Jackie Robinson Project at UMass Amherst to Feature Widow Rachel Robinson, Baseball Notables

AMHERST, Mass. - An April 29 visit by Rachel Robinson, widow of the man who 50 years ago broke the color barrier in baseball’s major leagues, highlights the roster of prominent baseball figures who will visit the University of Massachusetts during the next few months. They will come to campus as part of the Jackie Robinson Initiative, a year-long interdisciplinary program commemorating Robinson’s accomplishment as a turning point in not only America’s favorite pastime, but in American society as well.

Leading off the semester will be Joe Black, former teammate and roommate of Robinson, who will deliver a keynote address titled "Jackie Robinson’s Legacy to Baseball and America," Thurs. Jan. 30 at 7:30 p.m. in the Campus Center Auditorium. That talk is open to the public at no charge.as a turning point in not only America’s favorite pastime, but in American society as well.

Other visitors will meet with students enrolled in the Robinson project’s second semester course "Baseball and Contemporary America."as a turning point in not only America’s favorite pastime, but in American society as well.

"This is an all-star lineup for the spring," says political science professor Jerome Mileur, one of the principal faculty members involved in the Robinson project. "It’s a real testimony to the significance of Jackie Robinson’s achievements that they have agreed to participate in our program."as a turning point in not only America’s favorite pastime, but in American society as well.

Former National League president and New York Yankees broadcaster Bill White will be on campus Feb. 11. A 13-year veteran of the majors, first baseman White had a lifetime batting average of .286, with more than 200 home runs and almost 900 RBIs. White played in the 1964 World Series for the St. Louis Cardinals.as a turning point in not only America’s favorite pastime, but in American society as well.

On Feb. 25, two former players will visit: Chuck Tanner and Al Oliver. Tanner, an outfielder for eight big league seasons and a teammate of Hank Aaron in Milwaukee, also managed several major league teams, including the "We Are Family" Pittsburgh Pirates of the 1970s. Tanner will be joined by Al Oliver, who played 18 years in the majors, 10 of them with the Pittsburgh Pirates, compiling a .303 career batting average, 219 home runs, and 1,326 RBIs. Oliver was also in the first all-black starting lineup in the majors; that was in 1970 for the Pirates.as a turning point in not only America’s favorite pastime, but in American society as well.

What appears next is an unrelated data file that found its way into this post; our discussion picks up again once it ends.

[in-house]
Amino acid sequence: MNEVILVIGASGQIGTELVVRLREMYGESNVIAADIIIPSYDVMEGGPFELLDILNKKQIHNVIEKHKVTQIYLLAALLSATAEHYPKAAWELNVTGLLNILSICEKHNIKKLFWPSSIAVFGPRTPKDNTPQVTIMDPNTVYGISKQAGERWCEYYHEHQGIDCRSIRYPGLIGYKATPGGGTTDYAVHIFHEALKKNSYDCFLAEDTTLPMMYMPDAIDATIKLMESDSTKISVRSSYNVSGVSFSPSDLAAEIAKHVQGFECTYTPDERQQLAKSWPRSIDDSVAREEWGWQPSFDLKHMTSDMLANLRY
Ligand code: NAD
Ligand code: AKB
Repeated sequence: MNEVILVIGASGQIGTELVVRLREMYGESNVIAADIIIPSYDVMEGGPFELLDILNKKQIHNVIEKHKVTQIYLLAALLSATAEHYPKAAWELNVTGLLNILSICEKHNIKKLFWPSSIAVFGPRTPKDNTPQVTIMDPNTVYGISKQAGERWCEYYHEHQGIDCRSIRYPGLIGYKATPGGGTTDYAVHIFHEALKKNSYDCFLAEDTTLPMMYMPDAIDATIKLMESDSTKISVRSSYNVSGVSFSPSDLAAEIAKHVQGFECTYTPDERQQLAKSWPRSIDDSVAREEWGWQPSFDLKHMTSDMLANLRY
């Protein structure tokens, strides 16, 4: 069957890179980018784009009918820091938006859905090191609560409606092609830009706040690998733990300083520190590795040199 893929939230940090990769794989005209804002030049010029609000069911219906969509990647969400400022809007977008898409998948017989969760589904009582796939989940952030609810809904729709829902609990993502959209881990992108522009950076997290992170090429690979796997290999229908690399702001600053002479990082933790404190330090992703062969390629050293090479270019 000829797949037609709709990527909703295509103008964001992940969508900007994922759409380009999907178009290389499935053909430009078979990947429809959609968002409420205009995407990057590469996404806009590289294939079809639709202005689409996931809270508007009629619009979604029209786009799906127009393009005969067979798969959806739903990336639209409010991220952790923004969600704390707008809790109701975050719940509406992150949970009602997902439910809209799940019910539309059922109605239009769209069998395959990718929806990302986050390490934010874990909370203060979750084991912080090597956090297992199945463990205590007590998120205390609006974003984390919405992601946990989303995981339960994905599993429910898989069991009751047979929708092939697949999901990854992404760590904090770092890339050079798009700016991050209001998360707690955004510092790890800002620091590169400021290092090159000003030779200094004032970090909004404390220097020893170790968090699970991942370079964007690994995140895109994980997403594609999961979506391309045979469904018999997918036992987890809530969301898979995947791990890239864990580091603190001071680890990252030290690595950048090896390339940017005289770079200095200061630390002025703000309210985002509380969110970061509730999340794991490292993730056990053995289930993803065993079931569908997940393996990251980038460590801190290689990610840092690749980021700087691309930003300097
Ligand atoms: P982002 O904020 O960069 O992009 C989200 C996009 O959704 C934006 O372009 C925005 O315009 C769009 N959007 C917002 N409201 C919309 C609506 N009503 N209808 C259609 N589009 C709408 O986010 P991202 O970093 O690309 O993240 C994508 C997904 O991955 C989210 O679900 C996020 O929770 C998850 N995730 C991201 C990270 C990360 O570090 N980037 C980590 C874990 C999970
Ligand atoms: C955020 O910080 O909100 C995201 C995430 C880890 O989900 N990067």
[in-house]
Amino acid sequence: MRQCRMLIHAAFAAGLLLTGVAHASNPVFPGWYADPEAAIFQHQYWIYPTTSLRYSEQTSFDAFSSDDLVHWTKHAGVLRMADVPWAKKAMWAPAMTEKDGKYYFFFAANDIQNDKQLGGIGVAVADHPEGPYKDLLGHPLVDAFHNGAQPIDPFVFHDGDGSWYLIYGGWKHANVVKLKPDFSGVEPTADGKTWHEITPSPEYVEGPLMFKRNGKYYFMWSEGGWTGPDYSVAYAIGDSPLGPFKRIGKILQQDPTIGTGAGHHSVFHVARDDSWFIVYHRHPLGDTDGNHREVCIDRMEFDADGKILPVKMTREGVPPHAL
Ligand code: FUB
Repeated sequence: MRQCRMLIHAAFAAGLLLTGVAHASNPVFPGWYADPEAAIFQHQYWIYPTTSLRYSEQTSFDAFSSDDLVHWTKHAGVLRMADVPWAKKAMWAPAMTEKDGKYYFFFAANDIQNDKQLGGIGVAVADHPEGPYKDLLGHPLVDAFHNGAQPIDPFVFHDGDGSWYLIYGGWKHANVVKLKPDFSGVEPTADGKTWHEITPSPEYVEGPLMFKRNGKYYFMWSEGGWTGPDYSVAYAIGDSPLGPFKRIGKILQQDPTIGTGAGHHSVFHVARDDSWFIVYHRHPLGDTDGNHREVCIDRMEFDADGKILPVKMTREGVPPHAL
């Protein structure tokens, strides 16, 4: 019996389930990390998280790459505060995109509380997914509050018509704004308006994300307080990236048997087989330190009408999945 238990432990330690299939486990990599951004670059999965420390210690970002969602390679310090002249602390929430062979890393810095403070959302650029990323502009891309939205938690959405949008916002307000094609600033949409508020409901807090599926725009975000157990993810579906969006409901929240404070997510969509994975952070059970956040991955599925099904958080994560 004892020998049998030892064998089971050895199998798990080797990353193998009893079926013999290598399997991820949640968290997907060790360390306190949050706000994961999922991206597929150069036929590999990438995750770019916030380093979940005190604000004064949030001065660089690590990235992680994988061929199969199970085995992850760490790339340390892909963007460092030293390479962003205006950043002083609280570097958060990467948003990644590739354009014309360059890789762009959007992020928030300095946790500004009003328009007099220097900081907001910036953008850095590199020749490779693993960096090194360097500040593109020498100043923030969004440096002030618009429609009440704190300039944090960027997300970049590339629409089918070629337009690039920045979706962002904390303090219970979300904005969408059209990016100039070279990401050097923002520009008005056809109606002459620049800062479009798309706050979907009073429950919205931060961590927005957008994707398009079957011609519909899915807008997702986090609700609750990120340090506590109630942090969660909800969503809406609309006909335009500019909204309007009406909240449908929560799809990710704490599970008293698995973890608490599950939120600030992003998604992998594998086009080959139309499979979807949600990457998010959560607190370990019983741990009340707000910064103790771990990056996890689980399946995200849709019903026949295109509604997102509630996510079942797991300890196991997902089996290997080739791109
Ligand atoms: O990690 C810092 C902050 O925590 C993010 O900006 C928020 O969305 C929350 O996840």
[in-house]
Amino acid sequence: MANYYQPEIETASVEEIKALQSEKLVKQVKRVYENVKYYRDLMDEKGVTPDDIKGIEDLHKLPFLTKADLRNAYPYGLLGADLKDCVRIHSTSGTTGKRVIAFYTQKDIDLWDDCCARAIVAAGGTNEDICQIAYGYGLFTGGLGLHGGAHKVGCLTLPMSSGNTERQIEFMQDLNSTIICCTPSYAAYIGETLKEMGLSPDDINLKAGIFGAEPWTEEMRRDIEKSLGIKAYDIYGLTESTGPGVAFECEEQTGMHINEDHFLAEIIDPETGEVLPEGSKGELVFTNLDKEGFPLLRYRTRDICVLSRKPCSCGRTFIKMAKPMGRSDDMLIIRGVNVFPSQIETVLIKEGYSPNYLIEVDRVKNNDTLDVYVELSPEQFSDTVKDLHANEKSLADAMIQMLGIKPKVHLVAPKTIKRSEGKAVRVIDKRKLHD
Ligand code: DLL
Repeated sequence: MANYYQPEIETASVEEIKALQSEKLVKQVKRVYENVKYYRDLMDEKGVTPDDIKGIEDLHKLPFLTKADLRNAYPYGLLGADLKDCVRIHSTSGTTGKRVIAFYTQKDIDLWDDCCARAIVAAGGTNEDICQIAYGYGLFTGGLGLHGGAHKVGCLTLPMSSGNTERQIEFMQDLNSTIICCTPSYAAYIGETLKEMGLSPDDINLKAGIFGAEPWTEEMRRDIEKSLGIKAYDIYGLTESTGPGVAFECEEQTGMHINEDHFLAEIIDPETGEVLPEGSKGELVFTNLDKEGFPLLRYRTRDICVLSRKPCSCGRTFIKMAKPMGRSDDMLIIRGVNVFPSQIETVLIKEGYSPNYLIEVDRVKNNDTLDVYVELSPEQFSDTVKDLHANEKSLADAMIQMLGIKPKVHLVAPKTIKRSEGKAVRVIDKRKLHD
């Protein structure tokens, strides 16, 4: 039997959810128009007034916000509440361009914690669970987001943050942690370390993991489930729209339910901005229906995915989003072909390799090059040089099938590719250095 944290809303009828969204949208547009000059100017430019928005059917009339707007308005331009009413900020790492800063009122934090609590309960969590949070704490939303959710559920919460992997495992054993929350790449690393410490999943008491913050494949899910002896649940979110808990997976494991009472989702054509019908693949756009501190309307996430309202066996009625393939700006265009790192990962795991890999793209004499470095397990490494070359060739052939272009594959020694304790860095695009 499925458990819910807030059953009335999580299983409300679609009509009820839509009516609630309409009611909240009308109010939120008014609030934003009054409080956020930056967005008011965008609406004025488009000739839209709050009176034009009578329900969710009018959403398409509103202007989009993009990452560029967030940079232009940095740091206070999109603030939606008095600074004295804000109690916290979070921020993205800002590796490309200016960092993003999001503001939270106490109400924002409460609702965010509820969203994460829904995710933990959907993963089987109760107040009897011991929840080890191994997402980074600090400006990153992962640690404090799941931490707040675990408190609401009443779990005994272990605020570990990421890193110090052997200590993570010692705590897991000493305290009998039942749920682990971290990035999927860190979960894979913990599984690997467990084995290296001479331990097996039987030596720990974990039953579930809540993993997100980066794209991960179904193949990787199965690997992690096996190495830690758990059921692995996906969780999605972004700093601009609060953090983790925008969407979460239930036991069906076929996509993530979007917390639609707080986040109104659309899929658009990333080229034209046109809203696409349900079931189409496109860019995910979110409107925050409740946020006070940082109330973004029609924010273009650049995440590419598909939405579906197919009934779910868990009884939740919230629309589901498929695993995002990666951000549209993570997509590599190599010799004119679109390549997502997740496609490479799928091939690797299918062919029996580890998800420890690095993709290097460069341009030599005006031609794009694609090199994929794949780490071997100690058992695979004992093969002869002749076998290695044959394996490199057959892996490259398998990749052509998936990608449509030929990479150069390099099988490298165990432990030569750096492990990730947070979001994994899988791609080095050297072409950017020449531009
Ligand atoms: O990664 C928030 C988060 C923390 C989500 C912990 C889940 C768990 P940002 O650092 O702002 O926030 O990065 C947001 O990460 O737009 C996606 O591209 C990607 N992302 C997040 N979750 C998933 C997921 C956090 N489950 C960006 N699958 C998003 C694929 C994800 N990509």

Hall of Fame pitcher Robin Roberts will be on campus March 4. Winner of 286 games in a 19-year career, most of it spent with the Philadelphia Phillies, Roberts had a lifetime ERA of 3.41, with 2,357 strikeouts. He was also a leader in transforming the Major League Players Association into a powerful union as a turning point in not only America’s favorite pastime, but in American society as well.

Orlando Cepeda, who starred at first base for San Francisco, St. Louis, and Atlanta, before playing a year with the Boston Red Sox in 1973, will visit UMass March 25. A lifetime .297 hitter, Cepeda had 379 home runs and 1,365 RBIs, while playing in three World Series during his 17-year big league career. Born in Puerto Rico, "Cha-Cha," as he was affectionately known, represents the great number of Latin-American players who came to the majors after Robinson.as a turning point in not only America’s favorite pastime, but in American society as well.

Basketball All-American at Notre Dame and longtime NBA star Tommy Hawkins will meet with students April 29. A vice president with the Los Angeles Dodgers for over a decade, Hawkins is responsible for community relations for the Dodgers and is in charge of all the team’s activities this year commemorating the Robinson anniversary.as a turning point in not only America’s favorite pastime, but in American society as well.

A number of others will also visit the campus during the semester, including historians Arnold Rampersad of Princeton University and Jules Tygiel of San Francisco State University, both Robinson biographers; John Vernon of the National Archives; Larry Whiteside of the Boston Globe; and David Osinski, director of the International Baseball Foundation.